As Issar is at pains to point out, racial capitalism’s historical analysis of the structural relations between neoliberalism and particular communities help explain why ‘particular racialized populations disproportionately bear the brunt of capital flight, deindustrialization, predatory finance capital, state retrenchment of social welfare, and other neoliberal policies’. See Issar, supra note 1, at 51.

68 Maribel Viviana López Albán v. Spain, UN Committee on Economic, Social and Cultural Rights Communication No 37/2018, Views of 11 Oct. 2019, para. 11.5. Of note is that the bank had in fact been bailed out in 2012 during the financial crisis and was now 60% owned by the state (the author thus argued that her case should not be treated in the same way as a case in which the property is owned by a private individual). She also explained that ultimately the bank sold the home to an investment firm specializing in the acquisition of real estate made available through seizures and evictions, resulting in the author’s eviction on 25 June 2018. Ibid., para. 5.4.

69 Ibid., para. 11.5.

70 Rosario Gómez-Limón Pardo v. Spain, UN Committee on Economic, Social and Cultural Rights Communication No 52/2018, Views of 5 Mar. 2020, para. 9.5.

71 See Piketty, supra note 11, at 28. In his recent work Capital and Ideology, Piketty makes the case for social and temporary ownership as an element in transcending the current system of private ownership, revisited below. Ibid., Ch. 17. See also Capra and Mattei, supra note 16, at 140 on their ‘ecological legal order’. On the practical use of private property rights for functioning commons, see also D. Bollier, Think Like a Commoner (2014), 102.

72 See López Albán, supra note 68, para. 10.2. See also Mohamed Ben Djazia and Naouel Bellili v. Spain, UN Committee on Economic, Social and Cultural Rights Communication No 5/2015, Views of 20 June 2017, para. 15.3.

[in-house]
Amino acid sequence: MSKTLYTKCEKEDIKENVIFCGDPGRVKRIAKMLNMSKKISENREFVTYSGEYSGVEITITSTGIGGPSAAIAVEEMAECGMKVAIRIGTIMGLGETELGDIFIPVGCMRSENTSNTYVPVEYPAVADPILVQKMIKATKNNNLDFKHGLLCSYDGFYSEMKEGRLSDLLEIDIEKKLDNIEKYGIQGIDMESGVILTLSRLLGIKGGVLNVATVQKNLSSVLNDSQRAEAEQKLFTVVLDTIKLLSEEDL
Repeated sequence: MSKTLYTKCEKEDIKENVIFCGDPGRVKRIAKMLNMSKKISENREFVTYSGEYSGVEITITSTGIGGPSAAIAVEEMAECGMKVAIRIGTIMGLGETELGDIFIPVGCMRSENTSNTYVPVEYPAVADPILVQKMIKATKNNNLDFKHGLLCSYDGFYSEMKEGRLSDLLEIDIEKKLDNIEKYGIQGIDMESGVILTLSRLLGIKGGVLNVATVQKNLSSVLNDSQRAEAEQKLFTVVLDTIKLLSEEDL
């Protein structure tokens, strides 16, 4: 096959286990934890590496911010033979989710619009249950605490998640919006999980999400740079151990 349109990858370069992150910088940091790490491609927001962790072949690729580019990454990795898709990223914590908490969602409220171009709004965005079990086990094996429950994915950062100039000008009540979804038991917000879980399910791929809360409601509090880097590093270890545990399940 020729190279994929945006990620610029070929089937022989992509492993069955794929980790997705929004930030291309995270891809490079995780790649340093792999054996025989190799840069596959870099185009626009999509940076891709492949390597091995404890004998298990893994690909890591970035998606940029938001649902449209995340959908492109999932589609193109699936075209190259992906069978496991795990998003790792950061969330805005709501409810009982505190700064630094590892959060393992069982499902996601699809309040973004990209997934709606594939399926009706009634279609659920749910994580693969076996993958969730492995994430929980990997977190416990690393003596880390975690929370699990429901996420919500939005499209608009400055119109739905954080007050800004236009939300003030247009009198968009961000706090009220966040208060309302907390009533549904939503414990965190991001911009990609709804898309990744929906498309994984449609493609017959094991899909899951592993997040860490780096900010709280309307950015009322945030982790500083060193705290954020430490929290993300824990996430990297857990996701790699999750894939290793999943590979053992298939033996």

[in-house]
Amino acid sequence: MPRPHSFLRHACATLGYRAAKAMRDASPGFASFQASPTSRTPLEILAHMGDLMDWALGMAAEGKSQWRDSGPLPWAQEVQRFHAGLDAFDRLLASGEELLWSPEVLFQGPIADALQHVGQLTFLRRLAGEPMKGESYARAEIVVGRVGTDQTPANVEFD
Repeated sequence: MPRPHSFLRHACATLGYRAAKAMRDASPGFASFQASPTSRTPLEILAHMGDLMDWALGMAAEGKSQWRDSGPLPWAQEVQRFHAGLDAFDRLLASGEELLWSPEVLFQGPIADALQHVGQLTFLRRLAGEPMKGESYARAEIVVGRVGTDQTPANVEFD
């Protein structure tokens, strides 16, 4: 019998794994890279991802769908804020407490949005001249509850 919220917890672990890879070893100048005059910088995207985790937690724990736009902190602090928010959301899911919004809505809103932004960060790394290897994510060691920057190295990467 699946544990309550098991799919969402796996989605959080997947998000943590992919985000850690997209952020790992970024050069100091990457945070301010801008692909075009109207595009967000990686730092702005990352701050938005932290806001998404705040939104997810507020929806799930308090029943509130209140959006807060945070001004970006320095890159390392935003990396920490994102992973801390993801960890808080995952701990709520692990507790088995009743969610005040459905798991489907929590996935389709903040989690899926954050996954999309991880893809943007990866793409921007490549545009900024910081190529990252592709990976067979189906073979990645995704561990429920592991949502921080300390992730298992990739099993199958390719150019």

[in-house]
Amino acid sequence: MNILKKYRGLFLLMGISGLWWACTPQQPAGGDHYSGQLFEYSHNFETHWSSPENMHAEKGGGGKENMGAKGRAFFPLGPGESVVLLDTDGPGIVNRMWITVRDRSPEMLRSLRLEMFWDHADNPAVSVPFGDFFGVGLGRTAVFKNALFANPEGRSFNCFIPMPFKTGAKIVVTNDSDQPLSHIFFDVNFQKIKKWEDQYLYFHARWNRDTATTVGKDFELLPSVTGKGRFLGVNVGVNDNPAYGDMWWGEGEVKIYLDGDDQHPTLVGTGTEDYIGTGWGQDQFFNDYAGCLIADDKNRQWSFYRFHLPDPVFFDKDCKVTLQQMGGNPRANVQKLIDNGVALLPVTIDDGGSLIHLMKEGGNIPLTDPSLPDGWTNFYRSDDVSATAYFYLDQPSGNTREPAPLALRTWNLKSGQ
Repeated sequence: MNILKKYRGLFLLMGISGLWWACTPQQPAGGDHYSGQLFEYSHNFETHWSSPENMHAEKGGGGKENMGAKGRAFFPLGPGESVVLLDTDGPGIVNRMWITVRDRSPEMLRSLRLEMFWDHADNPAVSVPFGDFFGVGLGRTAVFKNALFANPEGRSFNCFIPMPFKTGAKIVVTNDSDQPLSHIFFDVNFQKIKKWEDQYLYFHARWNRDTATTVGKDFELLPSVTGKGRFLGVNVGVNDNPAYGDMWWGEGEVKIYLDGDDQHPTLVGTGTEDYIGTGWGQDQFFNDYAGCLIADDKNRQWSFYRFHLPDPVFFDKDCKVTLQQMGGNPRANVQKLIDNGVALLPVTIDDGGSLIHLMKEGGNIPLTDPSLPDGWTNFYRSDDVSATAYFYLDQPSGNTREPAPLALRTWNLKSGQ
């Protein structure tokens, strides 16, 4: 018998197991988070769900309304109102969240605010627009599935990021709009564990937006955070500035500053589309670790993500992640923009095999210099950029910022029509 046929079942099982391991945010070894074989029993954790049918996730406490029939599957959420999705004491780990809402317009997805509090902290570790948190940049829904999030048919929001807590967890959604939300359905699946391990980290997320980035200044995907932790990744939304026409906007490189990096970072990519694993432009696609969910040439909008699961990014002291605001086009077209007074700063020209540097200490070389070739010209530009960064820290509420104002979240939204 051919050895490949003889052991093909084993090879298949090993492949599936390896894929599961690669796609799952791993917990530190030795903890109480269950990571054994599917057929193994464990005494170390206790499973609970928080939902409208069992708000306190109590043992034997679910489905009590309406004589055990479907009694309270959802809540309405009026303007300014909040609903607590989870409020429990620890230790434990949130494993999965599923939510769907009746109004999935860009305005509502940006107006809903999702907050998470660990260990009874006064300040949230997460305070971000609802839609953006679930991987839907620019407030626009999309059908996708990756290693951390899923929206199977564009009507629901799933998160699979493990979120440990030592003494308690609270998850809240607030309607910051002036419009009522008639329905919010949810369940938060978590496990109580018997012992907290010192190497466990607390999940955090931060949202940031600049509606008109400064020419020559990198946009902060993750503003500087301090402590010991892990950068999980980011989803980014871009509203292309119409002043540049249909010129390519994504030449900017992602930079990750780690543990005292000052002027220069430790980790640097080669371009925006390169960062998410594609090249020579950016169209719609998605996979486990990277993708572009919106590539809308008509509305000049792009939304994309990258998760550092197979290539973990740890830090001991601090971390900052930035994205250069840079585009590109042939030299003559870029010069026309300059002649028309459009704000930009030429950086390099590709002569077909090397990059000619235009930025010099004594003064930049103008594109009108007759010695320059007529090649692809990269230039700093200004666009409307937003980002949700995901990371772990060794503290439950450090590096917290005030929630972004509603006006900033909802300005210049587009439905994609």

73 See López Albán, ibid., paras. 12.1–12.2. The Committee found that ‘the refusal of the author’s application for public housing without taking into account her situation of necessity and solely on the basis that she was occupying a property without legal title in itself amounts to a violation of her right to adequate housing’. Ibid., para. 14.

74 Ibid., para. 12.1.

75 See Capra and Mattei, supra note 16, at 141–2.

76 See Djazia v. Spain, supra note 72, para. 17.5. ‘In times of severe economic and financial crisis, all budgetary changes or adjustments affecting policies must be temporary, necessary, proportional and non-discriminatory. In this case, the State party has not convincingly explained why it was necessary to adopt the retrogressive measure described in the preceding paragraph, which resulted in a reduction of the amount of social housing precisely at a time when demand for it was greater owing to the economic crisis.’ Ibid., para. 17.6.

77 Ibid., para. 13.1; see López Albán, supra note 68, para. 8.1.

78 See López Albán, supra note 68, para. 17; Djazia v. Spain, supra note 72, para. 21.

79 Christodoulidis and Goldoni make the further point that states must demonstrate austerity in order to please the markets and their ruling institutions. E. Christodoulidis and M. Goldoni, ‘The Political Economy of European Social Rights’, in S. Civitarese Matteucci and S. Halliday (eds.), Social Rights in Europe in an Age of Austerity (2018), 237.

80 See P. Gabel and P. Harris, ‘Building Power and Breaking Images: Critical Legal Theory and the Practice of Law’, (1982–83) 11 NYU Review of Law and Social Change 369, at 375 fn. 12, drawing on the legal advocacy of critical legal studies lawyers.

81 S. Marks, ‘False Contingency’, (2009) 62 Current Legal Problems 1; S. Marks, ‘Human Rights and Root Causes’, (2011) 74 Modern Law Review 57. See comparably the rich literature on poverty lawyering, such as: G. L. Blasi, ‘What’s a Theory For: Notes on Reconstructing Poverty Law Scholarship’, (1994) 48 University of Miami Law Review 1063.

82 CESCR, General Comment No. 3, The Nature of States Parties’ Obligations (Art 2(1)), UN Doc. E/1991/23 (1990), Ann. III, para. 8.

83 See Linarelli, Salomon and Sornarajah, supra note 53, at 258–9; and see Manfredi, supra note 59.

84 From Einstein’s poetic description: ‘Man is, at one and the same time, a solitary being and a social being. As a solitary being, he attempts to protect his own existence and that of those who are closest to him, to satisfy his personal desires, and to develop his innate abilities. As a social being, he seeks to gain the recognition and affection of his fellow human beings, to share in their pleasures, to comfort them in their sorrows, and to improve their conditions of life … ’. See Einstein, supra note 15.